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ESA Extends SOHO Mission

This image of the Sun was taken by SOHO's EIT (Extreme ultraviolet Imaging Telescope) instrument on 23 May 2006. EIT can take images of the solar atmosphere at several wavelengths, and therefore it is able to show solar material at different temperatures. In the images taken at 304 Angstroms the bright material is at 60 000 to 80 000 �C. In those taken at 171, at one million degrees; 195 Angstrom images correspond to about 1.5 million �C; 284 Angstrom, to 2 million degrees. The hotter the temperature, the higher you look in the solar atmosphere. Credits: ESA, NASA, SOHO/EIT team
by Staff Writers
Paris, France (SPX) May 25, 2006
ESA announced Wednesday it has approved additional funding for its Solar and Heliospheric Observatory, allowing the spacecraft's mission to be extended from April 2007 to December 2009.

Since its launch on Dec. 2, 1995, SOHO has provided an unprecedented view of the Sun � including the side facing away from Earth, ESA said in a statement. Two teams have now developed techniques for using SOHO to recreate the conditions on the far side of the Sun.

In all, five new solar spacecraft will join SOHO in orbit over the next few years, and ESA is involved in the development of two of the satellites. Solar B, underway for ISAS/JAXA, is scheduled to launch later this year. ESA will supply the use of a ground station at Svalbard, Norway, in exchange for access to the data.

Next year, ESA will launch Proba-2, a technology-demonstration satellite carrying solar instruments. The spacecraft it will carry a complementary instrument to SOHO's EIT camera, which concentrates on the origin and early development of solar eruptions. Proba-2's camera will be able to track them into space.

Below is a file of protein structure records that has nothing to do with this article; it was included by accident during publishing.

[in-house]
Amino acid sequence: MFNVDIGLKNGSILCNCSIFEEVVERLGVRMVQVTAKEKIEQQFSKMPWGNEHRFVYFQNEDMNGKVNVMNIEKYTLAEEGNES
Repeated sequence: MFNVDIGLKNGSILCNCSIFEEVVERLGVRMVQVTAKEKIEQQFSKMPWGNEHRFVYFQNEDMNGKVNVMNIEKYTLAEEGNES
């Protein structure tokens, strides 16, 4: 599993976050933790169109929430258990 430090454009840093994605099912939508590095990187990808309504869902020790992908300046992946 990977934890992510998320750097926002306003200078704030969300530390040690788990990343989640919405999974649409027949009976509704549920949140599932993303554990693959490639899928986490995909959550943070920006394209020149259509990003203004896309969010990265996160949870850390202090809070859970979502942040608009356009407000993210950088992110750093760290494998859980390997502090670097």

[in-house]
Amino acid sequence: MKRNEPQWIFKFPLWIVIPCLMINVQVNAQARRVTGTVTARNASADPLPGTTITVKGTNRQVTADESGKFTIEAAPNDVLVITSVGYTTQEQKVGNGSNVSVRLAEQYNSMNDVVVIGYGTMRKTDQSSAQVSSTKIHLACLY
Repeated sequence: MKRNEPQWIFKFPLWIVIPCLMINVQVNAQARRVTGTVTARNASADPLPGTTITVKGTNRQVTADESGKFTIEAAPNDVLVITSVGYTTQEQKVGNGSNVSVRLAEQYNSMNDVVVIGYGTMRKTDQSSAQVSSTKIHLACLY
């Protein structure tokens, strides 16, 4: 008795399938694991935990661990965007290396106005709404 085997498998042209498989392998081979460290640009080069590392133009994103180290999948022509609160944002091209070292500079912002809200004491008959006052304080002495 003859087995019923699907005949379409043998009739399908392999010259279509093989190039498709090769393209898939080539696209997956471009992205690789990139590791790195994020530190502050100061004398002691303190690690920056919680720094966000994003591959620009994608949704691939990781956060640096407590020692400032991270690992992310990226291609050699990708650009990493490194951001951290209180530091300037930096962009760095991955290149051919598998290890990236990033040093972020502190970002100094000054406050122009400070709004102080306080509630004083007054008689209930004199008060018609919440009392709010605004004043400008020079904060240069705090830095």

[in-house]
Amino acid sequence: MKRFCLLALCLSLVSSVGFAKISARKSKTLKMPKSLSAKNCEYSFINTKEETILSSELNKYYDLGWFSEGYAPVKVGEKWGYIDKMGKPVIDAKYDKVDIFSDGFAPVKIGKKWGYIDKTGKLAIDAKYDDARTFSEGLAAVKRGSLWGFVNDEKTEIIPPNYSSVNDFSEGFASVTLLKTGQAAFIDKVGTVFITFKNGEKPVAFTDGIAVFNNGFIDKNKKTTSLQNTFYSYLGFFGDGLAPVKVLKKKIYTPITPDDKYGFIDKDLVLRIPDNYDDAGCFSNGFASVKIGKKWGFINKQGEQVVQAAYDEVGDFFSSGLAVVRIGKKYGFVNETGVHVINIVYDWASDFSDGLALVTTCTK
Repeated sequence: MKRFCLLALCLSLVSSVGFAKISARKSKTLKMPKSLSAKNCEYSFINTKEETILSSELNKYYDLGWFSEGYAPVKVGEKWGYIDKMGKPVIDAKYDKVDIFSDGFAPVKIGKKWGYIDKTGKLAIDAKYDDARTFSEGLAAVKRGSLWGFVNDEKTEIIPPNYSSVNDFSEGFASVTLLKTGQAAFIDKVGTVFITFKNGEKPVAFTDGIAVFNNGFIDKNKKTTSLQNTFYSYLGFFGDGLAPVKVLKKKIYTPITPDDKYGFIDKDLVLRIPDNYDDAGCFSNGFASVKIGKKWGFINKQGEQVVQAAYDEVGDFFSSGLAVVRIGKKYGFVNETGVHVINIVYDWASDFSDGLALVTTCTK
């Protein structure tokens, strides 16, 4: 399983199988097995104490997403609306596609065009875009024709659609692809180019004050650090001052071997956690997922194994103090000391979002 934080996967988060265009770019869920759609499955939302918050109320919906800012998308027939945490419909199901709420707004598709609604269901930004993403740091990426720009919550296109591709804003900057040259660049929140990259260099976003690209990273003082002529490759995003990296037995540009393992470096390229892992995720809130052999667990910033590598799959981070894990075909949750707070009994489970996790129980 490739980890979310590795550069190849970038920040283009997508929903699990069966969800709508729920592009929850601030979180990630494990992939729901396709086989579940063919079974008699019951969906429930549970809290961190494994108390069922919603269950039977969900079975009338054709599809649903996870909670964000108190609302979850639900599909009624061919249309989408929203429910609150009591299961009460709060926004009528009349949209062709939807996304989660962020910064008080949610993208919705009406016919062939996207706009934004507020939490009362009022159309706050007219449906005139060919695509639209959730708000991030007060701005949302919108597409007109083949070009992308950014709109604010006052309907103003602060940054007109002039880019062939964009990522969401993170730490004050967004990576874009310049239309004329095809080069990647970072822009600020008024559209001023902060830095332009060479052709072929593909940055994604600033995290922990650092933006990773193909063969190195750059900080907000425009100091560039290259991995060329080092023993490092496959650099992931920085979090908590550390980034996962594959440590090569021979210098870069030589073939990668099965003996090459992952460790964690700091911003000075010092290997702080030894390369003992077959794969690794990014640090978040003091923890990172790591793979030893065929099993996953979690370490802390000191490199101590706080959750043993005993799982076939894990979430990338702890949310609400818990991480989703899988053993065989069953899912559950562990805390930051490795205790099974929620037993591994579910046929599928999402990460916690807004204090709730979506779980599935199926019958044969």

NASA plans to launch its STEREO pair of spacecraft later this year, and the Solar Dynamics Orbiter in 2008. SOHO will provide a critical third point of view to assist the analysis of STEREO's observations.

Also, SOHO's coronagraph will remain unique. The instrument is capable of blotting out the glare from the Sun so the star's tenuous outer atmosphere becomes visible for study.

"By next year, we will have a fleet of spacecraft studying the Sun," said Hermann Opgenoorth, ESA's head of solar system missions division. This will advance the International Living With a Star program, an international collaboration of scientists dedicated to a long-term study of the Sun and its effects on Earth and the other solar system planets.

ILWS could culminate in the launch of the advanced ESA satellite, Solar Orbiter, around 2015, which is designed to travel close to the Sun to gain a close-up look at the processes at work at its heart.

Meanwhile, SOHO continues to monitor solar activity and allow scientists to see inside the Sun by recording seismic waves that ripple across its surface.

More than 2,300 scientists have used data from the solar observatory for their research, resulting in more than 2,400 scientific papers published in peer-reviewed journals. During the last two years, at least one SOHO paper has been accepted for publication every working day.

"This mission extension will allow SOHO to cement its position as the most important spacecraft in the history of solar physics," said Bernhard Fleck, a SOHO project scientist. "There is a lot of valuable work for this spacecraft still to do."

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